5. User-friendly—The solution can’t be used by skilled chemists and technicians, therefore the operation must be simple and automated, and the results must be displayed in a user friendly interface (as opposed to the way it is currently displayed when using HPLC/LCMS).
  6. Secure—The results of the tests are needless to say of high importance and sensitive to the customer. Therefore the solution must offer increased security of the data.


Inspecto Reduces Food Contamination With Real-Time Results

FoodTech startup Inspecto Ltd., Israel, introduces a new device that detects chemical contamination in food in real-time. The portable scanner can detect contaminants at concentration levels as required by regulators, guaranteeing traceability and complete transparency.

Inspecto’s innovative device brings lab testing to the farmers, food manufactures, and retailers without time-consuming, high-cost lab testing. The Inspecto solution is fast, accurate, affordable, and saves unnecessary costs. This high-tech solution offers the food industry the ability to tailor contaminant testing to their needs and location.

“Our solution helps make food safer and cleaner, and ensures maximum transparency,” says Avner Avidan, CEO of Inspecto. “We already are engaged in pilot projects with leading food companies wanting to take product safety assurance and traceability to the next level.”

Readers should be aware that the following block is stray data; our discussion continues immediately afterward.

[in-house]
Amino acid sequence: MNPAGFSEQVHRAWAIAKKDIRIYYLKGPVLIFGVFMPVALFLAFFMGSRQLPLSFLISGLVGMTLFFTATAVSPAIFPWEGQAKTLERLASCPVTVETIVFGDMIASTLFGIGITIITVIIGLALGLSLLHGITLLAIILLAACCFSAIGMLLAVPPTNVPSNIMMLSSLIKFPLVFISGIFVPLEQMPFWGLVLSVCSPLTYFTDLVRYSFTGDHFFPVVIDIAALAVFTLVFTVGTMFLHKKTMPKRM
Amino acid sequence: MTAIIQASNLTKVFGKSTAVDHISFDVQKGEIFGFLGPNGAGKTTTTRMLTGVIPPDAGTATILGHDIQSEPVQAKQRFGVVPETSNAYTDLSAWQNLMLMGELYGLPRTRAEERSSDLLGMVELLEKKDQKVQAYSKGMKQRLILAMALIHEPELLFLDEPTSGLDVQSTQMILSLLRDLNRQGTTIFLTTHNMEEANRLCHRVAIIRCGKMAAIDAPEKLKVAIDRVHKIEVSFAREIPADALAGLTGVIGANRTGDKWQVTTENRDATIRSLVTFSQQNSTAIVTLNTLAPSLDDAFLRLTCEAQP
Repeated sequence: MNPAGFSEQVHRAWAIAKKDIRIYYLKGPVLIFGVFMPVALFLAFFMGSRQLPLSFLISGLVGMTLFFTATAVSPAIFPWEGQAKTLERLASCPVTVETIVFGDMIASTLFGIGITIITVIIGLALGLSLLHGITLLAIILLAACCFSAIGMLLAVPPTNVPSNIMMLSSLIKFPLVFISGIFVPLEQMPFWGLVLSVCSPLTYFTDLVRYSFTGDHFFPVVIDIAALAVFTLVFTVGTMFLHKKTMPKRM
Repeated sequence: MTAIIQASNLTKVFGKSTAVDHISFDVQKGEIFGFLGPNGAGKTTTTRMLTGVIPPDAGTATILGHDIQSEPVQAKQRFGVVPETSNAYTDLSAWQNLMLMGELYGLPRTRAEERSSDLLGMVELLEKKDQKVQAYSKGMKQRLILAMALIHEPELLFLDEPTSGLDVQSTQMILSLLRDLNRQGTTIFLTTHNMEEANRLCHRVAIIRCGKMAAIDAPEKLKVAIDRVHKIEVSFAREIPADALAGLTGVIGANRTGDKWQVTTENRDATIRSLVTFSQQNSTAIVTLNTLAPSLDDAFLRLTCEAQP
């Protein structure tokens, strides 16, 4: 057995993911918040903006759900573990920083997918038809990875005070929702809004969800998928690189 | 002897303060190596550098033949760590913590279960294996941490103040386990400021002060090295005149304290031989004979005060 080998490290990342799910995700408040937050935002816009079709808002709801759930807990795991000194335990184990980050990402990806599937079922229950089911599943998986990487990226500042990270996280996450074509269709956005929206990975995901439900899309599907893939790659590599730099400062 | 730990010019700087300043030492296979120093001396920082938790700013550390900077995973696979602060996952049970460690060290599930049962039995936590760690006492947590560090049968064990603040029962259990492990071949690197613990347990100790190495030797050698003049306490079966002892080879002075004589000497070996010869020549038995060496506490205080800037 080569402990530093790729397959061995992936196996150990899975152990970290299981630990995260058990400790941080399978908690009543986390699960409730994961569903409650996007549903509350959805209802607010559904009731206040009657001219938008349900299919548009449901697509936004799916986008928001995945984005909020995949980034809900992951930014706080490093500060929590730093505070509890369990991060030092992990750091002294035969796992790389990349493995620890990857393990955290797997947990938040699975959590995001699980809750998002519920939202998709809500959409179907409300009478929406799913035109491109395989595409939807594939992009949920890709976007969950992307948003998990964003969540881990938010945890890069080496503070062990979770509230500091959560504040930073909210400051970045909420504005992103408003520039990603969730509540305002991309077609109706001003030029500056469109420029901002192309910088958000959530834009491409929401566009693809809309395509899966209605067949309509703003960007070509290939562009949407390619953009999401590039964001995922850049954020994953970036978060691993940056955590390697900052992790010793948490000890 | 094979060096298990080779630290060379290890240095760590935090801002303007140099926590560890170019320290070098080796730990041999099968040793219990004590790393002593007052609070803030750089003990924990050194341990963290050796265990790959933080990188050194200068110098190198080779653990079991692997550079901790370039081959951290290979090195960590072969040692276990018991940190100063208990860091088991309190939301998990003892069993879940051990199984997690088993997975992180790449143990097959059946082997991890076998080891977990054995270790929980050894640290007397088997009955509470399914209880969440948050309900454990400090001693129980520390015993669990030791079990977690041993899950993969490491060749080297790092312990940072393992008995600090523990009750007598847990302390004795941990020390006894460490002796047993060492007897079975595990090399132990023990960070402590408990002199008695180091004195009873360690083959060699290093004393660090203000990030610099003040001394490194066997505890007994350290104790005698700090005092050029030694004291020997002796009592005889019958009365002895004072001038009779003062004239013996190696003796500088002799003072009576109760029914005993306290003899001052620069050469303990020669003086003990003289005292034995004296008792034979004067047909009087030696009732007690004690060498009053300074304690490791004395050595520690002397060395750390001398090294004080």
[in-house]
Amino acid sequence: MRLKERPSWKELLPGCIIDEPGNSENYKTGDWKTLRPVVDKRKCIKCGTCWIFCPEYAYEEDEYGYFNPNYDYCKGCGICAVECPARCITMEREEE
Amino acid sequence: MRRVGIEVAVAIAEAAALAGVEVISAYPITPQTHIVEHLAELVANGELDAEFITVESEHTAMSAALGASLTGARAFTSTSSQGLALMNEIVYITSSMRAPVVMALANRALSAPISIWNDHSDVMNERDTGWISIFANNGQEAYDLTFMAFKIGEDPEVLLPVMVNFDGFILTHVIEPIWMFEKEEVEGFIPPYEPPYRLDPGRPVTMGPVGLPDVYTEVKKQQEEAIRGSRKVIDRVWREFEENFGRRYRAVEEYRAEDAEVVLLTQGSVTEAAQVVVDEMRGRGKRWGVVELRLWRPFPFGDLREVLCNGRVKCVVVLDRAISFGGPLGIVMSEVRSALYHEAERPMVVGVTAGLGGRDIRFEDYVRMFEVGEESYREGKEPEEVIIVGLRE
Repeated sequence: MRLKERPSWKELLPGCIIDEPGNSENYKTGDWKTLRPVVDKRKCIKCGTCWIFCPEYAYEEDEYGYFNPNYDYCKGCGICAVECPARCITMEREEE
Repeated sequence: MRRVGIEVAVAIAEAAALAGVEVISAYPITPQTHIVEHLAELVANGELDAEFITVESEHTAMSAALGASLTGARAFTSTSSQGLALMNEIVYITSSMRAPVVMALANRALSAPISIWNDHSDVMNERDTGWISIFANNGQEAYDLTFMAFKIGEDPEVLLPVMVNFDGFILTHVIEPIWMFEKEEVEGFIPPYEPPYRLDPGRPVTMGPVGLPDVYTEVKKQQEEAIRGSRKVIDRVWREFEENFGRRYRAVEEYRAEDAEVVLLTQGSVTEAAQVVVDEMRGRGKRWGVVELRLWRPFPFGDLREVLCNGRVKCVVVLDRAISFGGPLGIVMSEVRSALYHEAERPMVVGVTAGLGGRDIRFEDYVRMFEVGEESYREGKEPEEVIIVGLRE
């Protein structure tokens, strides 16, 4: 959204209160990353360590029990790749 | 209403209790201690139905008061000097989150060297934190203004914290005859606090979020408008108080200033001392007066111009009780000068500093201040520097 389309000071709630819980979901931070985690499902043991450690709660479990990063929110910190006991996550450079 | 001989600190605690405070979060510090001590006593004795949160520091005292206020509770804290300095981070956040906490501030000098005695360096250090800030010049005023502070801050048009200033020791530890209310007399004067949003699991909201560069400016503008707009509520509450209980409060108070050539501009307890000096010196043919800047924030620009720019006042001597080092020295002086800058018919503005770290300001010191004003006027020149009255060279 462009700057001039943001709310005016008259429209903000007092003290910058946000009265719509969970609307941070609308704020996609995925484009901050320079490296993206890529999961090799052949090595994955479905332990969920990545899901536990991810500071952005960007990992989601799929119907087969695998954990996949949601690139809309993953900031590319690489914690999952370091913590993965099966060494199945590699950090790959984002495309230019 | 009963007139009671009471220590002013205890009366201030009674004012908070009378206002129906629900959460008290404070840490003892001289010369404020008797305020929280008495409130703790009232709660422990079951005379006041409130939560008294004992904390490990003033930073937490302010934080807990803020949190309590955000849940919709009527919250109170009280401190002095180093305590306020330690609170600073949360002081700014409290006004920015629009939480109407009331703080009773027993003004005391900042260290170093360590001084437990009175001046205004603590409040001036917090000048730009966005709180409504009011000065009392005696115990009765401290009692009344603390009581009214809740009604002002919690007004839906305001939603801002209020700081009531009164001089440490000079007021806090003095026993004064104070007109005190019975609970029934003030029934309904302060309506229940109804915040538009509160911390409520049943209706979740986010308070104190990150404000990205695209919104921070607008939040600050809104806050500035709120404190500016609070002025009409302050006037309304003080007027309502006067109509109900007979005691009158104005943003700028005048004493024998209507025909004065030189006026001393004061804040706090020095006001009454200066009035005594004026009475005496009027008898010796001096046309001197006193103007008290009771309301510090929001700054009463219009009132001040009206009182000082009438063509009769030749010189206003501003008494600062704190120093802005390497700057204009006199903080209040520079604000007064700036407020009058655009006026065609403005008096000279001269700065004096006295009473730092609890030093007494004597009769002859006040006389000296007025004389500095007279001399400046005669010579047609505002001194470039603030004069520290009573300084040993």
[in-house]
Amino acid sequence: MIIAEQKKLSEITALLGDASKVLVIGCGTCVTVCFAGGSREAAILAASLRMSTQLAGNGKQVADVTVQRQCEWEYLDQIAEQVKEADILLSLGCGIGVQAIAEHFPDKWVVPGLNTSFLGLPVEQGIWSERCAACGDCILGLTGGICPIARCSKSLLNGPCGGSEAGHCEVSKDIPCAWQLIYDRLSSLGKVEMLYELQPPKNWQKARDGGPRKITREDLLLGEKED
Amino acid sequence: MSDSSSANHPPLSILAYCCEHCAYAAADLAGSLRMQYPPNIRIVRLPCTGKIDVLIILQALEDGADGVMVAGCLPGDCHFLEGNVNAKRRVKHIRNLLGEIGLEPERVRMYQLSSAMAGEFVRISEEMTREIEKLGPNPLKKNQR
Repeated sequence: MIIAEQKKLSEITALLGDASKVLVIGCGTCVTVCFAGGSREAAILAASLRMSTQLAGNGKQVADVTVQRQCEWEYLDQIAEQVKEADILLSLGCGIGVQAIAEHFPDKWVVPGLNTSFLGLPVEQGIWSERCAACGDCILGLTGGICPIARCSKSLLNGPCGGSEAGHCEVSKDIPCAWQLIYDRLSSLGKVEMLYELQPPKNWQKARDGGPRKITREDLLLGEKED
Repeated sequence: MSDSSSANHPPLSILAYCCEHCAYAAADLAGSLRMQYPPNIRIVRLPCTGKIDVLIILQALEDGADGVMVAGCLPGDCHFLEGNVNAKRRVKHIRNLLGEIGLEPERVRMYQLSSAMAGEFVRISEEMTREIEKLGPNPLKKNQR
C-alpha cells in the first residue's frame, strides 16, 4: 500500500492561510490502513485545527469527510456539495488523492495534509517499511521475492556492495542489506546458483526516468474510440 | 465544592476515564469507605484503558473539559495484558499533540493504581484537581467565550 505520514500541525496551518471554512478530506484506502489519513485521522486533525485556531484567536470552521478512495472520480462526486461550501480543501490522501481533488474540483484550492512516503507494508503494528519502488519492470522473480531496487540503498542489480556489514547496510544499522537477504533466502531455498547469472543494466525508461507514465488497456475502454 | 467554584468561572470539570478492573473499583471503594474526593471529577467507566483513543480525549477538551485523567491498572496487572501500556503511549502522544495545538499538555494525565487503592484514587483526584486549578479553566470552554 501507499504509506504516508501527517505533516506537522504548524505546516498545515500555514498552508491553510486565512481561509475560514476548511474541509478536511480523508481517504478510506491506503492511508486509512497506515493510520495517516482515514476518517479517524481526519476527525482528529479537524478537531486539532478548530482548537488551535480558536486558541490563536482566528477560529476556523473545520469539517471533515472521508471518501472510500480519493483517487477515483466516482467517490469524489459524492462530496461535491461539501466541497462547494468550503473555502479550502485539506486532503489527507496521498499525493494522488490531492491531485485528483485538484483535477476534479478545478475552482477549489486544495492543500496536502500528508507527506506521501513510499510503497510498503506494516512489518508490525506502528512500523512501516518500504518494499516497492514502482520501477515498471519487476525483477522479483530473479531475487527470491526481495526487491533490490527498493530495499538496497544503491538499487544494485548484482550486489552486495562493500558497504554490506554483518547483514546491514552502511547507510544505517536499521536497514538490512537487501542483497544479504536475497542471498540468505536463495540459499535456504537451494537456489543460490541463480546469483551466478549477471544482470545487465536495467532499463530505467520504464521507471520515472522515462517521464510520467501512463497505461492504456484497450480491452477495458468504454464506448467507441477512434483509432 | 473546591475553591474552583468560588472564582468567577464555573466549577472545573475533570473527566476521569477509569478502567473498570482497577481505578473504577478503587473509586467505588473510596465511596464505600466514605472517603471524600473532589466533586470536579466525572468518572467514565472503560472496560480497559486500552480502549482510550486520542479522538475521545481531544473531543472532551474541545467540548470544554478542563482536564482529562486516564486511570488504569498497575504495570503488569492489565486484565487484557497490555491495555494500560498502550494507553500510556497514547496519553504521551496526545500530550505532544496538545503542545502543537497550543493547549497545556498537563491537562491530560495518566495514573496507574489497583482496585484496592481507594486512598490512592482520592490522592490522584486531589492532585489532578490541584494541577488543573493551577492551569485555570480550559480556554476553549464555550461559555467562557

“We developed a portable device to ensure the safety of the product ‘from farm-to-fork’ and help food manufacturers control their entire supply chains,” says Yair Moneta, VP of Business Development for Inspecto. “It can disrupt the entire way contaminants are currently being tested, reducing the risk of recalls, food waste, and potential lawsuits.”

How Inspecto Can Help to Solve These Issues

Inspecto’s device was designed to address all the necessary requirements to minimise the gap between the industry’s need and current solutions. In that respect, below is information on our product for detecting Acrylamide in food.

A Quick Overview On Inspecto’s Device


Inspecto has developed the capability to detect residues at PPB levels of detection and in no more than 15 percent deviation. Below is an example for our application for Acrylamide detection using 3 samples of 250 PPB, 450 PPB and 750 PPB.



Inspecto’s current detection time is approximately 30 minutes.



Current lab tests for Acrylamide range from USD$300 to USD$400 per sample. Inspecto’s cost per sample stands at USD$89.



Inspecto’s device is portable and can be used in factory, warehouse, supermarket or any “out of the lab” setting.



Inspecto’s results are displayed in a user-friendly interface after the system has analysed the results and transmitted them to our cloud.


Inspecto uses secure protocols for its data storage and will also integrate Blockchain for enhanced security.


Contributed by Inspecto Ltd.